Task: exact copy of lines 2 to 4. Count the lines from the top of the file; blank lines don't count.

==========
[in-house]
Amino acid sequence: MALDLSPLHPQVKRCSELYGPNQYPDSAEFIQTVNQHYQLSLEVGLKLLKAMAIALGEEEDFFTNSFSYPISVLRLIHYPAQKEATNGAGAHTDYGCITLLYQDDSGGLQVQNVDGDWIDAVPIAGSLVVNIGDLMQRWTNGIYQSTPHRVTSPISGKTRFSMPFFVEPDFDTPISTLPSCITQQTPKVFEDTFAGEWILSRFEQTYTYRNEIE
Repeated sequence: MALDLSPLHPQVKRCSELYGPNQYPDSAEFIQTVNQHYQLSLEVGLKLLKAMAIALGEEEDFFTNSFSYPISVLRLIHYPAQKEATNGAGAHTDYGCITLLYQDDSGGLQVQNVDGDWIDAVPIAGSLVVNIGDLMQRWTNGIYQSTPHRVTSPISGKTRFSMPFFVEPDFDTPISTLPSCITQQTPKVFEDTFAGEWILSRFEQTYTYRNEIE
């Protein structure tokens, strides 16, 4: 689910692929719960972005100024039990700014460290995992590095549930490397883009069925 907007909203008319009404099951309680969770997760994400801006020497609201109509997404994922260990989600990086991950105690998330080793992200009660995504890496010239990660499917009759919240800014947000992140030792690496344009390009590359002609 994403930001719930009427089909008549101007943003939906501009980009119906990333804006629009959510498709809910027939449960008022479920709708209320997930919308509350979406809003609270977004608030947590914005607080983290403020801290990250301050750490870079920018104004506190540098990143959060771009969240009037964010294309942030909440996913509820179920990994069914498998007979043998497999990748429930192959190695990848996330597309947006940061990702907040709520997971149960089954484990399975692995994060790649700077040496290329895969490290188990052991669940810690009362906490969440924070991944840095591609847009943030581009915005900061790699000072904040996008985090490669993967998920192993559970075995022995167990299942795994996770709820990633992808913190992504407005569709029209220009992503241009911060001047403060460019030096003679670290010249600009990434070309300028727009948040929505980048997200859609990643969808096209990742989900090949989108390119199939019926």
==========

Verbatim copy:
Amino acid sequence: MALDLSPLHPQVKRCSELYGPNQYPDSAEFIQTVNQHYQLSLEVGLKLLKAMAIALGEEEDFFTNSFSYPISVLRLIHYPAQKEATNGAGAHTDYGCITLLYQDDSGGLQVQNVDGDWIDAVPIAGSLVVNIGDLMQRWTNGIYQSTPHRVTSPISGKTRFSMPFFVEPDFDTPISTLPSCITQQTPKVFEDTFAGEWILSRFEQTYTYRNEIE
Repeated sequence: MALDLSPLHPQVKRCSELYGPNQYPDSAEFIQTVNQHYQLSLEVGLKLLKAMAIALGEEEDFFTNSFSYPISVLRLIHYPAQKEATNGAGAHTDYGCITLLYQDDSGGLQVQNVDGDWIDAVPIAGSLVVNIGDLMQRWTNGIYQSTPHRVTSPISGKTRFSMPFFVEPDFDTPISTLPSCITQQTPKVFEDTFAGEWILSRFEQTYTYRNEIE
């Protein structure tokens, strides 16, 4: 689910692929719960972005100024039990700014460290995992590095549930490397883009069925 907007909203008319009404099951309680969770997760994400801006020497609201109509997404994922260990989600990086991950105690998330080793992200009660995504890496010239990660499917009759919240800014947000992140030792690496344009390009590359002609 994403930001719930009427089909008549101007943003939906501009980009119906990333804006629009959510498709809910027939449960008022479920709708209320997930919308509350979406809003609270977004608030947590914005607080983290403020801290990250301050750490870079920018104004506190540098990143959060771009969240009037964010294309942030909440996913509820179920990994069914498998007979043998497999990748429930192959190695990848996330597309947006940061990702907040709520997971149960089954484990399975692995994060790649700077040496290329895969490290188990052991669940810690009362906490969440924070991944840095591609847009943030581009915005900061790699000072904040996008985090490669993967998920192993559970075995022995167990299942795994996770709820990633992808913190992504407005569709029209220009992503241009911060001047403060460019030096003679670290010249600009990434070309300028727009948040929505980048997200859609990643969808096209990742989900090949989108390119199939019926």